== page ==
Dry Eyes: An Unassuming Problem

Charlotte Park
Causing a multitude of symptoms, the condition of chronic dry eyes has become terribly prevalent.
You wake up after a long night of looking at a screen. Perhaps you were watching a movie on your computer or using a tablet for schoolwork. Whatever the case was, it is noticeably more difficult to open your eyes, and when you do, they feel irritated and puffy. Your eyes are dry.

Dry eyes, or in medical terms, keratoconjunctivitis sicca, is characterized by a stinging, burning, or scratching sensation in one’s eyes, sensitivity to light, eye redness, a sensation of having something in one’s eyes, difficulty wearing contact lenses, and difficulty driving at night. The Mayo Clinic defines it as a condition that “occurs when your tears aren’t able to provide adequate lubricant for your eyes.” Extreme cases can cause excruciating pain and even trouble sleeping at night. While one may experience dry eyes every now and then, chronic dry eyes, which according to Opthalmology Times, affects more than 16 million people in the United States, can be serious and an interruption to one’s everyday life.

There are a multitude of factors that cause and/or exacerbate one’s dry eyes. Some people are predisposed to it because of certain medical conditions such as diabetes, thyroid disorders, rheumatoid arthritis, lupus, and scleroderma. Medications like antidepressants, high blood pressure prescriptions, antihistamines, and hormone replacement therapy sometimes result in dry eyes as well. Vitamin deficiencies, especially a lack of vitamin A, which is a crucial factor for the health of one’s vision, contribute to the dryness of one’s eyes. Also, with one’s hormones changing with age, many over the age of 65 have dry eyes.

Concentrating on something that requires one’s visual attention such as reading or driving for a prolonged period of time can cause dry eyes too. Staring at a computer screen is especially harmful as not only does it strain one’s eyes, but it also averts blinking. Dry eyes ensue from insufficient blinking as it reduces the amount of moisture in one’s eyes. With COVID-19 forcing many activities online, including school, it is of the utmost importance to take regular breaks from screens. Six hours of looking at a screen from online school alone, countless minutes spent doing schoolwork on electronic devices, and extra time on phones, playing video games, and watching videos does not bode well for the health of one’s eyes. If you start to consistently experience symptoms of dry eyes, it is always a good idea to reduce screen time and consider how to manage your situation.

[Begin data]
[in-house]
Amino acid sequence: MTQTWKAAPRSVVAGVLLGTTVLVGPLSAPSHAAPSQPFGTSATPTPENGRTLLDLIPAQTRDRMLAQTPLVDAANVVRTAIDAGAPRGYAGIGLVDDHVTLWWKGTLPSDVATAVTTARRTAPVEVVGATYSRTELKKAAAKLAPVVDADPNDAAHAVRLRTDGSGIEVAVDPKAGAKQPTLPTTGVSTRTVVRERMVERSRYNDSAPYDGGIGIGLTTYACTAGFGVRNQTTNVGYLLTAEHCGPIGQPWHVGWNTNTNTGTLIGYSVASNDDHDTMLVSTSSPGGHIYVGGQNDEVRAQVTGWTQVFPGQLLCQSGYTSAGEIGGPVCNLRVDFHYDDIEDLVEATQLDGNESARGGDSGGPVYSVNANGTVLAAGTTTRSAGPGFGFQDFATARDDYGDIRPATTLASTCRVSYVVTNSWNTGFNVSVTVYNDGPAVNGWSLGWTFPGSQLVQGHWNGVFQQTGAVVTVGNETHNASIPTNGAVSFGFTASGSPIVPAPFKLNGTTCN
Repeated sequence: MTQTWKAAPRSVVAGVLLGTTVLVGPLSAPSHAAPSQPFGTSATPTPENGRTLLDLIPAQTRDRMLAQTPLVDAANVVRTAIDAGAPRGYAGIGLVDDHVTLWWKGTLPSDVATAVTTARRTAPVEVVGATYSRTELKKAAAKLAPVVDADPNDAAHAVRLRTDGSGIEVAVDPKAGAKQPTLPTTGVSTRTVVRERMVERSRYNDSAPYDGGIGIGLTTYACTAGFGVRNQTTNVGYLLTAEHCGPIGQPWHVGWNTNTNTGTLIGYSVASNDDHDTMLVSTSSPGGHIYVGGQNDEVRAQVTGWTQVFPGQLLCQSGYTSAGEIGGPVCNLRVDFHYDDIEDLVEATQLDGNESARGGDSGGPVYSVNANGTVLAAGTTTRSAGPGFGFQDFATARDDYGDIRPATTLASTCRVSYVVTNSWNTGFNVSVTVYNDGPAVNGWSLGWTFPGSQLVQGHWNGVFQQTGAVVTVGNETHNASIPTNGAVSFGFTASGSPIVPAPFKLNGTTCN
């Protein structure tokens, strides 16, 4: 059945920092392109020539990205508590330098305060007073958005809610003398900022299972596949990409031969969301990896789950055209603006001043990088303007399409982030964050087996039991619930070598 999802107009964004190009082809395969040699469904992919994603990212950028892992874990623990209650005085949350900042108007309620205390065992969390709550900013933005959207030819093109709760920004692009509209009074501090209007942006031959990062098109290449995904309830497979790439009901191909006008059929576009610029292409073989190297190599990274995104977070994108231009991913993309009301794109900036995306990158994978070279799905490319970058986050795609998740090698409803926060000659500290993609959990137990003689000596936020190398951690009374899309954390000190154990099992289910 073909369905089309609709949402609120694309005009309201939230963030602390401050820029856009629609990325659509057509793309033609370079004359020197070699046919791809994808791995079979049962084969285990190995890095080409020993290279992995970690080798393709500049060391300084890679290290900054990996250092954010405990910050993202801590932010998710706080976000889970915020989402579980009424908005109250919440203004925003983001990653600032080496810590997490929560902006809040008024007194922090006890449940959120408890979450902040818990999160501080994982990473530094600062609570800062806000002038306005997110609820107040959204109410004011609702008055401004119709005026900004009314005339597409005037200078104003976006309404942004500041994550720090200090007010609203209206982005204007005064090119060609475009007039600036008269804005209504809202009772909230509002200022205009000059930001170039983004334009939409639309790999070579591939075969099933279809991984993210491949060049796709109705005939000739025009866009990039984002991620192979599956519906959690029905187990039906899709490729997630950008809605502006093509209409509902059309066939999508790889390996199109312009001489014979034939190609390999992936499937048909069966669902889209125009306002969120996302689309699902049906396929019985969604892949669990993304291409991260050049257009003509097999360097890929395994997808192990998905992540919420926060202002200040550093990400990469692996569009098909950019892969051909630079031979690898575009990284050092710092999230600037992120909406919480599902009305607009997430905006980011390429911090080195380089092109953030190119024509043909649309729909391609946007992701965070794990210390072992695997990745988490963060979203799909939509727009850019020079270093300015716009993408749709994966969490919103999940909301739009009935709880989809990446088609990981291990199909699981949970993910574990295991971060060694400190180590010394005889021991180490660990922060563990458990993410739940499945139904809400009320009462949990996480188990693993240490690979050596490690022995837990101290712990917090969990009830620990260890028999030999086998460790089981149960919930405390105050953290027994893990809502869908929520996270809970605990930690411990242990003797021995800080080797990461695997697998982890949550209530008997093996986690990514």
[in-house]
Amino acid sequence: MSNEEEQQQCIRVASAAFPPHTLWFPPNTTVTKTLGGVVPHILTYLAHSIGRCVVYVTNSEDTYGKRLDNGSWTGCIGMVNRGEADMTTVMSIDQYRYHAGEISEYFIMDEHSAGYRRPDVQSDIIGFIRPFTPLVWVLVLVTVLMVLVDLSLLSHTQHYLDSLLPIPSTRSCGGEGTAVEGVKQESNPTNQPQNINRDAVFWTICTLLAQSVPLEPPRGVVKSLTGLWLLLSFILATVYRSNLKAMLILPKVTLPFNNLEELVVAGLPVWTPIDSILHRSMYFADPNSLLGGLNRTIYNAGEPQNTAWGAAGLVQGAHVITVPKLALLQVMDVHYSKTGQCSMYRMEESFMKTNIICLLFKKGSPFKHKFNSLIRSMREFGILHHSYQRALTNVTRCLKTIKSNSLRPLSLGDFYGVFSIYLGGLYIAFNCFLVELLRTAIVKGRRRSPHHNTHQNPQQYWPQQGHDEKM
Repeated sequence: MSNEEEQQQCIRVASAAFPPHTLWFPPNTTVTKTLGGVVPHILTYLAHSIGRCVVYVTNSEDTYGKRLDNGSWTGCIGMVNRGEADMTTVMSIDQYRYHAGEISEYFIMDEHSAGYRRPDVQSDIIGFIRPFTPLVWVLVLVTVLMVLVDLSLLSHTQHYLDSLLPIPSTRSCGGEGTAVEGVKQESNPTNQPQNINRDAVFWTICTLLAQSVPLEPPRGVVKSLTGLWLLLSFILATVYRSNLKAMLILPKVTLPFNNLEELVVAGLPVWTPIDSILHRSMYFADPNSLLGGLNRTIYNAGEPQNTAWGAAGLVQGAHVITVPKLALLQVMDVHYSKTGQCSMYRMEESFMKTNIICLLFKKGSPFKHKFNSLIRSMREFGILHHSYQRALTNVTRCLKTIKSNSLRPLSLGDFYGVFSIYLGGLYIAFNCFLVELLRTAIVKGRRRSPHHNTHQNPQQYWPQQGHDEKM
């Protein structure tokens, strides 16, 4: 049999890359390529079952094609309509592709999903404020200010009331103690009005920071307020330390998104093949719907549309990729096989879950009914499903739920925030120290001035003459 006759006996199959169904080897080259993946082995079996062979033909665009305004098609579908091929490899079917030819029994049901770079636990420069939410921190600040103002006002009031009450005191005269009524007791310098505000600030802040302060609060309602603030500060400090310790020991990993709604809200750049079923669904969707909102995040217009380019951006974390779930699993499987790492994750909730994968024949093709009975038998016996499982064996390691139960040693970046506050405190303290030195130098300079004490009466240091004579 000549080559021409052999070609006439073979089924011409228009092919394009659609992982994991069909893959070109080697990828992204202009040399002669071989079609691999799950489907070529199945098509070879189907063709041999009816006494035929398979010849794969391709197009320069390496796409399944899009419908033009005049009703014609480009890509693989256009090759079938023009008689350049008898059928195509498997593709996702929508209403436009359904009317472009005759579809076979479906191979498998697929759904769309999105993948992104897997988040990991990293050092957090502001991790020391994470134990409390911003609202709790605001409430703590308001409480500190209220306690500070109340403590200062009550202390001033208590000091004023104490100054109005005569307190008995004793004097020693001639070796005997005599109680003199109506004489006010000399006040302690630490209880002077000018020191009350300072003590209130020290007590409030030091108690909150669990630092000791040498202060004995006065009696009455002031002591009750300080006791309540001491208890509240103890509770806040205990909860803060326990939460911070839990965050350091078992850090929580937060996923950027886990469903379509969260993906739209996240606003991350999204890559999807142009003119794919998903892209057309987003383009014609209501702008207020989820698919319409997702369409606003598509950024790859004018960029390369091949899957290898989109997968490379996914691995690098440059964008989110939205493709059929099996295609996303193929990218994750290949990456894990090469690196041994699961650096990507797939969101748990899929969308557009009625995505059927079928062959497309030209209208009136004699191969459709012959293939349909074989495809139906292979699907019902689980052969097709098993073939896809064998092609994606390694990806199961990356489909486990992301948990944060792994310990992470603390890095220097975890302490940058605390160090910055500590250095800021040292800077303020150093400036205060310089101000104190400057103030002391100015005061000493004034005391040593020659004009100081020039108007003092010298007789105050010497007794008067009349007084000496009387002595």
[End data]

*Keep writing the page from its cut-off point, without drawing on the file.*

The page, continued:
On a singular occasion, one can usually identify if they have dry eyes. When the problem persists, however, it is recommended to receive a comprehensive eye exam where the overall health of one’s eyes can be determined. During this evaluation, the eyelid, external eye, and protective outer layer, or cornea, are checked. Other tests, such as applying dyed eye drops that show the surface condition of one’s eyes and the Schirmer test, may be conducted. The latter proves whether or not a person’s eyes make enough tears to keep them moist by placing a piece of filter paper on the inside of the lower eyelids and then studying how wet said papers are after five minutes. Based on the results of these tests, a treatment plan can then be constructed.

Though there is no definite cure for dry eyes, many effective treatments are available. Over-the-counter eye drops and warm compresses are often used to alleviate symptoms. Some receive more specialized treatments like specific contact lenses, steroid eye drops, medication, or intense pulsed light, which is a method of releasing hardened oils in the eyelids. To preserve one’s tears, some even undergo punctal occlusion, a relatively new medical procedure. This surgery consists of having a small device called a punctal plug inserted into the tear drainage channels, or puncta, of the eyes, which temporarily or permanently close off this canal.

Lifestyle changes such as taking breaks from looking at a screen, blinking regularly, and washing one’s face before bed are equally important. These practices can help reduce the optic inflammation and tear evaporation that fuel dry eyes.
Having chronic dry eyes is a difficult condition to live with and can be terribly inconspicuous. Thankfully, there are ways to avoid this affliction, and advancements in treatments show great promise for the future of managing dry eyes.


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  • Editors & Writers

    Avani Lakkireddy
    Quinn Luce
    Vineeth Mothe
    Charlotte Park
    Amrit Siam
    Finnian Waldron